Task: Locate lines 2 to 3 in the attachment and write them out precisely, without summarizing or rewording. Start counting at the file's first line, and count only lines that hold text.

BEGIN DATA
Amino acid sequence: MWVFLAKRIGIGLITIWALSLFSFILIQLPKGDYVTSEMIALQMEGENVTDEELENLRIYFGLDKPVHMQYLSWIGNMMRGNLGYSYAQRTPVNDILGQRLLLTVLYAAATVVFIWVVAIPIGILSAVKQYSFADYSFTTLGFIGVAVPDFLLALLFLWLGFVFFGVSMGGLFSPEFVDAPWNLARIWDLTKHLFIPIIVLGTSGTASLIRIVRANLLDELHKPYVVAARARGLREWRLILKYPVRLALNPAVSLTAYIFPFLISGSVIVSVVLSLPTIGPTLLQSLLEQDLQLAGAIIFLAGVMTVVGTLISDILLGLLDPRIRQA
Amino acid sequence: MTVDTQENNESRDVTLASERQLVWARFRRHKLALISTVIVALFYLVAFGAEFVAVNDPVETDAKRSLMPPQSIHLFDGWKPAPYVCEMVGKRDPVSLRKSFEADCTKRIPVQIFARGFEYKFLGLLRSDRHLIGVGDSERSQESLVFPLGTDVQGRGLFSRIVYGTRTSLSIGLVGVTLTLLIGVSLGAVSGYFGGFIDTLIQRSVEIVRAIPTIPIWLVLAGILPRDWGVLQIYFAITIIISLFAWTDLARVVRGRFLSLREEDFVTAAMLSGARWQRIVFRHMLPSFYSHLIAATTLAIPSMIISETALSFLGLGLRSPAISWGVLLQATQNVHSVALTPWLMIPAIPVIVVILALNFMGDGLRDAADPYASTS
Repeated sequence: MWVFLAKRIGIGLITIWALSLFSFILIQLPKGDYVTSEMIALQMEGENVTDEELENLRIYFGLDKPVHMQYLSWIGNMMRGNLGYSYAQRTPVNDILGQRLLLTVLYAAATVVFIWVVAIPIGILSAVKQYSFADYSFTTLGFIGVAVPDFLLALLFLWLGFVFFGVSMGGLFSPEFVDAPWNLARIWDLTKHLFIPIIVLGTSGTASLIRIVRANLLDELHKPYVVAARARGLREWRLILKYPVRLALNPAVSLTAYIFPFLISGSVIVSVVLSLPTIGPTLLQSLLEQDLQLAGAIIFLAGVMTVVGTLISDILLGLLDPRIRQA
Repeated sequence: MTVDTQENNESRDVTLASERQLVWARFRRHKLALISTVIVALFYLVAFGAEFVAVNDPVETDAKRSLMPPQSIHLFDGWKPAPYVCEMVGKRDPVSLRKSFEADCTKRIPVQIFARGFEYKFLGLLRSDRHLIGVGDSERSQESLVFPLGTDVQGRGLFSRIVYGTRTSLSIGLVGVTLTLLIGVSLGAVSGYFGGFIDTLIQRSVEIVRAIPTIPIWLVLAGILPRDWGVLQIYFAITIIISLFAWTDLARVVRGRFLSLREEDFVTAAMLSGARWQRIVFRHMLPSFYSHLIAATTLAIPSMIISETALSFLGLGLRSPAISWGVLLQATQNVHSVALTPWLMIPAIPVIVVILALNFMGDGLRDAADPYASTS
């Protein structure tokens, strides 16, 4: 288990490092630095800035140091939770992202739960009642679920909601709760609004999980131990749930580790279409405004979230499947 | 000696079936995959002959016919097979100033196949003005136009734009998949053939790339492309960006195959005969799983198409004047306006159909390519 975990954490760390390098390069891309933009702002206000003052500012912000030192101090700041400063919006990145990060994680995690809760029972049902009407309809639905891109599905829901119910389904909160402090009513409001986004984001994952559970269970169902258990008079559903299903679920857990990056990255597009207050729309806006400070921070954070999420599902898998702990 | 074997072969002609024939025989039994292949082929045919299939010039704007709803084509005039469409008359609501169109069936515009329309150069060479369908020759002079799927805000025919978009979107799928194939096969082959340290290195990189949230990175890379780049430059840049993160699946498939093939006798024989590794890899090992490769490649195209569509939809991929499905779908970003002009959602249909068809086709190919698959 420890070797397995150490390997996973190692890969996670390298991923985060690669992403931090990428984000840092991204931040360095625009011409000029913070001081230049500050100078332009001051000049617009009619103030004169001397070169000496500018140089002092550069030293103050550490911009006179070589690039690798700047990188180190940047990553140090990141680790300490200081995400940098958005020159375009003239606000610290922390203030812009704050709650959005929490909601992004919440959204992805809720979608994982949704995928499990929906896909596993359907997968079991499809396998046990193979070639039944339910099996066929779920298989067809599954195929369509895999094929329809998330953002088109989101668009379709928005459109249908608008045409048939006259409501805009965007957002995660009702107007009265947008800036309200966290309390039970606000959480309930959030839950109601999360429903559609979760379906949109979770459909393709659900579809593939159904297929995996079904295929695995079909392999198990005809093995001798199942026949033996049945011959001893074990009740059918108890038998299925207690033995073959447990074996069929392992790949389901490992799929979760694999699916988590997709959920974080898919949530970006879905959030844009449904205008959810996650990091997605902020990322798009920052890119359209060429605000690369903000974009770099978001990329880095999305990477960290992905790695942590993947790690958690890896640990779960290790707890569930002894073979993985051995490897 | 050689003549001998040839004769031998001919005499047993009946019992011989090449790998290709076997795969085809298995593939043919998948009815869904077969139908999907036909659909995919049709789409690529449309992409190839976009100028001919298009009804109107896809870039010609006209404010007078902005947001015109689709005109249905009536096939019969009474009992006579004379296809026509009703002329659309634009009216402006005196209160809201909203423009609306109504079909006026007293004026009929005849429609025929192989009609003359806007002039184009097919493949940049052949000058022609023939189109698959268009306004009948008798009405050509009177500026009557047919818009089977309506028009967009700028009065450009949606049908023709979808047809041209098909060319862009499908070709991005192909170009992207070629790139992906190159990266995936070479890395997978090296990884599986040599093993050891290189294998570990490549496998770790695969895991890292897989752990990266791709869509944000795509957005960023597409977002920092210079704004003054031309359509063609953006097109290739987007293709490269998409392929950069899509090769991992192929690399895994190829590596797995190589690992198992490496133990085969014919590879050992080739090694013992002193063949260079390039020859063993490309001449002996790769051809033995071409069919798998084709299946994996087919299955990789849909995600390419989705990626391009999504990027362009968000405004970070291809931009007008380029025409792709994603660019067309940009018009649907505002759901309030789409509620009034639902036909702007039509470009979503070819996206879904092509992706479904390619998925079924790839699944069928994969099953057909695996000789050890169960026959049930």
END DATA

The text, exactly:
Amino acid sequence: MTVDTQENNESRDVTLASERQLVWARFRRHKLALISTVIVALFYLVAFGAEFVAVNDPVETDAKRSLMPPQSIHLFDGWKPAPYVCEMVGKRDPVSLRKSFEADCTKRIPVQIFARGFEYKFLGLLRSDRHLIGVGDSERSQESLVFPLGTDVQGRGLFSRIVYGTRTSLSIGLVGVTLTLLIGVSLGAVSGYFGGFIDTLIQRSVEIVRAIPTIPIWLVLAGILPRDWGVLQIYFAITIIISLFAWTDLARVVRGRFLSLREEDFVTAAMLSGARWQRIVFRHMLPSFYSHLIAATTLAIPSMIISETALSFLGLGLRSPAISWGVLLQATQNVHSVALTPWLMIPAIPVIVVILALNFMGDGLRDAADPYASTS
Repeated sequence: MWVFLAKRIGIGLITIWALSLFSFILIQLPKGDYVTSEMIALQMEGENVTDEELENLRIYFGLDKPVHMQYLSWIGNMMRGNLGYSYAQRTPVNDILGQRLLLTVLYAAATVVFIWVVAIPIGILSAVKQYSFADYSFTTLGFIGVAVPDFLLALLFLWLGFVFFGVSMGGLFSPEFVDAPWNLARIWDLTKHLFIPIIVLGTSGTASLIRIVRANLLDELHKPYVVAARARGLREWRLILKYPVRLALNPAVSLTAYIFPFLISGSVIVSVVLSLPTIGPTLLQSLLEQDLQLAGAIIFLAGVMTVVGTLISDILLGLLDPRIRQA